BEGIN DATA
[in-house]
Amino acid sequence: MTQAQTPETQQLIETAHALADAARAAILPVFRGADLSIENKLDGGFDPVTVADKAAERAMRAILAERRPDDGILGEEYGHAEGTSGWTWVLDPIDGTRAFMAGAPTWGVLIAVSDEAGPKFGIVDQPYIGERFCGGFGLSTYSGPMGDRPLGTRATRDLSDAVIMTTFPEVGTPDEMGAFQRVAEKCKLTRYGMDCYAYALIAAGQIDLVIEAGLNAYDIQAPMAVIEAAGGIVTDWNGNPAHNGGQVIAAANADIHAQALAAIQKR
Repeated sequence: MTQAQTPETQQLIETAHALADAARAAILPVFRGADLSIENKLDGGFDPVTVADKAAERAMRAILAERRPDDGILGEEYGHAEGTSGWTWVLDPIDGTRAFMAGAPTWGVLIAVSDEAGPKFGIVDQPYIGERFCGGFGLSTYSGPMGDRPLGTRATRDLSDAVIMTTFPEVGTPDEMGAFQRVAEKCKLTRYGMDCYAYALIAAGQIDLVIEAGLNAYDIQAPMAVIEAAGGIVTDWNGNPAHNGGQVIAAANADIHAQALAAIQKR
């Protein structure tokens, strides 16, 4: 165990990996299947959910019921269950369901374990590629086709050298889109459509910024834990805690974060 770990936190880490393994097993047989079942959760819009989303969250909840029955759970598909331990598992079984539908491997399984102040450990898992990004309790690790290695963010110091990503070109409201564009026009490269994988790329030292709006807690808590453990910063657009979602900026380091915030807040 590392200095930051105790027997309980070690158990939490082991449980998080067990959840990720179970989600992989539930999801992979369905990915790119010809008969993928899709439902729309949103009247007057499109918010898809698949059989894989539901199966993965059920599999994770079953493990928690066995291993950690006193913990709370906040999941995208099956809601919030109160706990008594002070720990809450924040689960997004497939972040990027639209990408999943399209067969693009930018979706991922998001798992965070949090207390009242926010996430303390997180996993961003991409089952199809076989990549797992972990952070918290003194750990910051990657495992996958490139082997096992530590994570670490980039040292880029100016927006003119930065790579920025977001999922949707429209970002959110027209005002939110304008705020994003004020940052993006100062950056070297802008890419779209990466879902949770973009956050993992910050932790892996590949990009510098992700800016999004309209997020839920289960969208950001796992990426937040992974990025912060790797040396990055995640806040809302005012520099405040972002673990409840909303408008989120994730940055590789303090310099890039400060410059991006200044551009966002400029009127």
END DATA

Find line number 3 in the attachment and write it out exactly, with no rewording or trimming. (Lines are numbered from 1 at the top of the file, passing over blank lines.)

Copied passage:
Repeated sequence: MTQAQTPETQQLIETAHALADAARAAILPVFRGADLSIENKLDGGFDPVTVADKAAERAMRAILAERRPDDGILGEEYGHAEGTSGWTWVLDPIDGTRAFMAGAPTWGVLIAVSDEAGPKFGIVDQPYIGERFCGGFGLSTYSGPMGDRPLGTRATRDLSDAVIMTTFPEVGTPDEMGAFQRVAEKCKLTRYGMDCYAYALIAAGQIDLVIEAGLNAYDIQAPMAVIEAAGGIVTDWNGNPAHNGGQVIAAANADIHAQALAAIQKR